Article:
The 1967 League Cup Final as Featured in the Radio Times

Forty five years ago, the Radio Times featured the League Cup Final as ‘Match of the Day from Wembley’. Martin Percival kindly lent me his copy and there on the inside cover, next to ‘Points from the Post’ Kenneth Wolstenholme wrote the following article:

‘The Football League Cup has now been given soccer’s supreme accolade – a Wembley appearance. It is a far cry from the days when everyone laughed at the competition and said that it would never succeed. Now it has not only succeeded, but has commanded a Wembley date and everyone will be shocked if the gate today does not top 70,000.


There could not be a finer menu for this first Wembley final. West Bromwich Albion will carry the standard of the First Division and they will be seeking to retain the trophy they won last season. Incidentally, Albion have yet to lose a League Cup-tie. They entered the competition for the first time last season and won it. Now they have reached the final again. But what opponents ! Queen’s Park Rangers, the first Third Division side ever to reach a Wembley final, the team which lives in the shadow of the BBC’s giant Television Centre.

This final is sure to be a game of character, just as it will be a game of characters. Both teams play all-out attacking football. To do this, both tend to leave themselves open in defence. The result should be a lot of goals, which is just what the customers like. Albion will want to keep up the Midlands’ proud record in the competition. This is the seventh competition since the very first in 1960-1, and of the six previous occasions the Cup has gone to the Midlands five times – to Villa in 1961, Norwich 1962, Birmingham City 1963, Leicester City 1964, and Albion last season. The only non-Midland team to have won the Cup is Chelsea, who won in 1965.

The personalities of the game are matched as in a game of snap. There is Clive Clark, Albion’s flying wingman who always plays with his stockings rolled down and his shins unprotected. They know all about him at Queen’s Park Rangers – they found him and later sold him to Albion. Clark plays an orthodox wingman’s game. So, too, does Mark Lazarus of Rangers. And Lazarus is just as big a goal scorer, just as big a character as Clark.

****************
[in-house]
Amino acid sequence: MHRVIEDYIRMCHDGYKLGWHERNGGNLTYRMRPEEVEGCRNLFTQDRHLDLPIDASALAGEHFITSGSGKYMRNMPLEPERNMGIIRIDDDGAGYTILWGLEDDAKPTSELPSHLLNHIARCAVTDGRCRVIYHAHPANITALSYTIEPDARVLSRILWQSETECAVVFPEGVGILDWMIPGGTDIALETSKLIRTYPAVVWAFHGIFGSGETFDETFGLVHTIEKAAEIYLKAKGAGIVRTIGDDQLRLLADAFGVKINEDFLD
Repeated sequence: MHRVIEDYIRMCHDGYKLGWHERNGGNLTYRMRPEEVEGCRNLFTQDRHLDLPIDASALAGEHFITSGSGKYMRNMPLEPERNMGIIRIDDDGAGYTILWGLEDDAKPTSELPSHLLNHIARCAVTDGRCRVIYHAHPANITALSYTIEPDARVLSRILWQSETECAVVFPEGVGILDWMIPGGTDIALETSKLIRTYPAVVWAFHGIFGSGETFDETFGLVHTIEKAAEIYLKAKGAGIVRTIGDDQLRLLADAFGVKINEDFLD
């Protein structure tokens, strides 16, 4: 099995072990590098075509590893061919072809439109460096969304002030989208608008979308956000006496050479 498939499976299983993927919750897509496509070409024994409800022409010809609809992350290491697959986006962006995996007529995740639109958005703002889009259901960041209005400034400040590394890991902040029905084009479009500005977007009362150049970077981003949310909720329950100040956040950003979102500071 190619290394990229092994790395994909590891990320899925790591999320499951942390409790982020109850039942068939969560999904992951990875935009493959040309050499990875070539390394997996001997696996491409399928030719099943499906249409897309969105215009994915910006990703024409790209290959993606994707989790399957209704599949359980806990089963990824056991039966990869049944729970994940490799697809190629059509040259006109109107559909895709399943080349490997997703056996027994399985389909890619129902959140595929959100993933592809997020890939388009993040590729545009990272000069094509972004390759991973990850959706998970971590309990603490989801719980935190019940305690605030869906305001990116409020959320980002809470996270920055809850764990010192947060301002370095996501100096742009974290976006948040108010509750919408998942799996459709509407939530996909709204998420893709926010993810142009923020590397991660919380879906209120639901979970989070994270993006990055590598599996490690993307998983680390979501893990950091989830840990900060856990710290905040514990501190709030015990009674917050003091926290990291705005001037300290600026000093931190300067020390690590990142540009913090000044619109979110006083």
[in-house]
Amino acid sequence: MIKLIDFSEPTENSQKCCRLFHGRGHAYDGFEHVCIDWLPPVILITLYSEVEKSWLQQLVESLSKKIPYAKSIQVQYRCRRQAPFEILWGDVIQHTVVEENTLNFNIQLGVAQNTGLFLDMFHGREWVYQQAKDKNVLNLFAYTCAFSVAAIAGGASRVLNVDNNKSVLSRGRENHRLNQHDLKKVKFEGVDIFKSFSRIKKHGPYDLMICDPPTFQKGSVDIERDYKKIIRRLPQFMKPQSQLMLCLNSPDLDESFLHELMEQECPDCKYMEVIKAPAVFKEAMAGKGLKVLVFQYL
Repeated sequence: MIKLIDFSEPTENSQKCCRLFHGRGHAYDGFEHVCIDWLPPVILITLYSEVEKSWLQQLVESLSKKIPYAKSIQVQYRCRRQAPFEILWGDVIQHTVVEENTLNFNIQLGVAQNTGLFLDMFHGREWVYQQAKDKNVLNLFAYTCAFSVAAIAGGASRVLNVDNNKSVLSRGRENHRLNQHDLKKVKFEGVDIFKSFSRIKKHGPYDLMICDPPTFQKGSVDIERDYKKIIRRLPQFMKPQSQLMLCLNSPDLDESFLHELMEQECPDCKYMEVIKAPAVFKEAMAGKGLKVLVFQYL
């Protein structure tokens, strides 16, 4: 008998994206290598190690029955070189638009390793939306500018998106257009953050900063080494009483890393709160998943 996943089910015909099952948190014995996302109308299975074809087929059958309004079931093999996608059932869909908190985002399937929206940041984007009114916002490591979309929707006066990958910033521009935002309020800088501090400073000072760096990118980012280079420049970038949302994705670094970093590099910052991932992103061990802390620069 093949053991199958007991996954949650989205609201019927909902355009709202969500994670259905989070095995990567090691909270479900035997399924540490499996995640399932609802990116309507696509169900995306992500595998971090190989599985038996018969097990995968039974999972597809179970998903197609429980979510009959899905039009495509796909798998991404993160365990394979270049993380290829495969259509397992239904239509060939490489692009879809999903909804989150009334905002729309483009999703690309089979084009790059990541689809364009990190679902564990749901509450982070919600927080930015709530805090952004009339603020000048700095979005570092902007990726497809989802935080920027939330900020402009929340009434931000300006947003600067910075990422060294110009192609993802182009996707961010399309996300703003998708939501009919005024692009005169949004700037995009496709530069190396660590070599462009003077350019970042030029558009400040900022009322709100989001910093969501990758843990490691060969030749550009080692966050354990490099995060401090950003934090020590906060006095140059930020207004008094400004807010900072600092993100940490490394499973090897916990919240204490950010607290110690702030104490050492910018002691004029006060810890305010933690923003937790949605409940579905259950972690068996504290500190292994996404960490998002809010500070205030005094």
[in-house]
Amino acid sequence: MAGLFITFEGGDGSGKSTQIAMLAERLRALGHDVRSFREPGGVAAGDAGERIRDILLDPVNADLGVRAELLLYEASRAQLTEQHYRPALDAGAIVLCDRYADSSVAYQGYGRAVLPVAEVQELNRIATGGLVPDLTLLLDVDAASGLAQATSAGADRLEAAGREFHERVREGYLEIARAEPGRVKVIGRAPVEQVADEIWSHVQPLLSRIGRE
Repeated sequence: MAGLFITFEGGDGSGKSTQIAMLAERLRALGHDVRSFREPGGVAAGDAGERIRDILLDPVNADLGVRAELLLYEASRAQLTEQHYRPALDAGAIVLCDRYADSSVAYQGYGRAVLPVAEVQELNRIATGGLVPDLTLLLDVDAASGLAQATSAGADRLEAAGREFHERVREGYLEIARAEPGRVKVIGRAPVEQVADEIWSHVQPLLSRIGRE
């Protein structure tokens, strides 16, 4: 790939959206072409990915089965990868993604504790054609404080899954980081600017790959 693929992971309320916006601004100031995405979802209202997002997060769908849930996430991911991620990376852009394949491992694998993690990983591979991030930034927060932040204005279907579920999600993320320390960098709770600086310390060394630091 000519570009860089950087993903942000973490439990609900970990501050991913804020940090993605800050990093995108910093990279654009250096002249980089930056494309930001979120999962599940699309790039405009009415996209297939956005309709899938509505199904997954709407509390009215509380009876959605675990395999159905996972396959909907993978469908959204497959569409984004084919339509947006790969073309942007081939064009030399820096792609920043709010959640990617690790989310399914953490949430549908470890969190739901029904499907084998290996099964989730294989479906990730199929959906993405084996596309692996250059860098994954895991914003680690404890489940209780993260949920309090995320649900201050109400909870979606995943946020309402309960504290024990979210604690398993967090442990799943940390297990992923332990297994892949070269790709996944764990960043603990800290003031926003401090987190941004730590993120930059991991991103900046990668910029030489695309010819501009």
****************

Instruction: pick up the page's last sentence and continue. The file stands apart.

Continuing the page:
Talking of characters, they come no better than thirty-eight-year-old Jim Langley, now the Rangers’ full-back. He has previously played for Leeds, Brighton, Fulham and England and is a dead shot with penalty kicks.


If Albion mention their goal-scoring forwards like Astle and Kaye, two of the most dangerous men in the game, Rangers will counter with Roger Morgan and Marsh, for whom Newcastle United were willing to pay ¬£90,000 earlier in the season. Marsh, the former Fulham player, has been called many names – the El Cordobes of Soccer, the Clown Prince of Soccer. Call him what you like: the records show that he is top goal scorer this season.’

Prior to ‘Match of the Day’ at 10.05pm, Patrick Troughton was on screen as the latest Doctor Who, the Monkees filled the 6.15pm slot after Juke Box Jury and the News. We didn’t have BBC 2 at the time and the only programme that I might have watched occasionally on a Saturday evening before the football, would of been, ‘Adam Adamant Lives !’ Gerald Harper played Adam Adamant, an adventurer who had been born in 1867, vanished suddenly in 1902 and was then revived from hibernation in 1966. He wore Edwardian clothes and like John Steed in the iconic series, ‘The Avengers’, also carried a swordstick.

The match highlights were soon released commercially and could be viewed in the comfort of your own home with the aid of a screen and a projector. British Pathe News have some footage and many years later after an eventual video release, some cine film, in colour and taken by an R’s fan, surfaced and was transferred to video and circulated. The BBC material was re-launched onto DVD four years ago and included a short documentary, ‘Memories of ’67.’

Steve Russell

8 thoughts on “The 1967 League Cup Final as Featured in the Radio Times

  1. Thanks for posting this fascinating piece of period memoribilia, Steve. Wasn’t it so much better then, without all the hype that we have nowadays? Much prefer how things were so understated then. How arcane the language seems now! It has a real charm about it. ‘The Clown Prince Of Soccer’ tag applied to Rodney I can certainly recall: wasn’t the term originally applied to Len Shackleton?
    (Before my time, but grew up on tales of him via ‘Charles Buchan’s Football Monthly’.) I love the ‘El Cordobes of Soccer’ reference! I can’t say I ever recall hearing Rodney described in those terms. It’s an appropriate epithet, though: there was much of the style of the matador about Rodney, in the manner in which he loved to tease and torment ‘bullish’ defenders. He certainly enjoyed turning things into a personal duel, especially when he was at the top of his game, as indeed does an unconstrained Adel. Also, love the term ‘dead shot’ for Jim Langley’s penalty kicks (another term you never hear now – funny enough, it prompts a recollection of Wimbledon’s Dickie Guy making his famous penalty save from Leeds’ ‘Dead Shot Peter Lorimer’, as Keith Macklin memorably described him in the commentary) Well,no doubt about, it Jim was very much a ‘dead shot’! I think he was the nonpareil of all our penalty takers. Did he ever miss one? I certainly can never recall him missing. Every one firmly planted right in the corner. What a wonderful character and absolute gentleman was Jim Langley.